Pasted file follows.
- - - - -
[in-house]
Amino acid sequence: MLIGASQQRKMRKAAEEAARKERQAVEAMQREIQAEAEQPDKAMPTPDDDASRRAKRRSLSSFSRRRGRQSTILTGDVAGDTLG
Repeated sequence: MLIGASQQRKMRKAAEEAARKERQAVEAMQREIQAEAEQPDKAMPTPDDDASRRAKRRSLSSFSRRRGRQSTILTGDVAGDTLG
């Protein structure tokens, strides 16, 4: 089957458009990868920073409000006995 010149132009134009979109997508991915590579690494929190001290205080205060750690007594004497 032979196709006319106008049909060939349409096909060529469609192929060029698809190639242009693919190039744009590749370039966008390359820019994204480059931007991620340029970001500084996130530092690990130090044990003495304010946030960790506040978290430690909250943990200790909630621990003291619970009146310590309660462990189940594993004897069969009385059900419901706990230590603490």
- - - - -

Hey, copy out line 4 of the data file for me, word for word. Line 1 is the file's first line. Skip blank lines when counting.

């Protein structure tokens, strides 16, 4: 089957458009990868920073409000006995 010149132009134009979109997508991915590579690494929190001290205080205060750690007594004497 032979196709006319106008049909060939349409096909060529469609192929060029698809190639242009693919190039744009590749370039966008390359820019994204480059931007991620340029970001500084996130530092690990130090044990003495304010946030960790506040978290430690909250943990200790909630621990003291619970009146310590309660462990189940594993004897069969009385059900419901706990230590603490």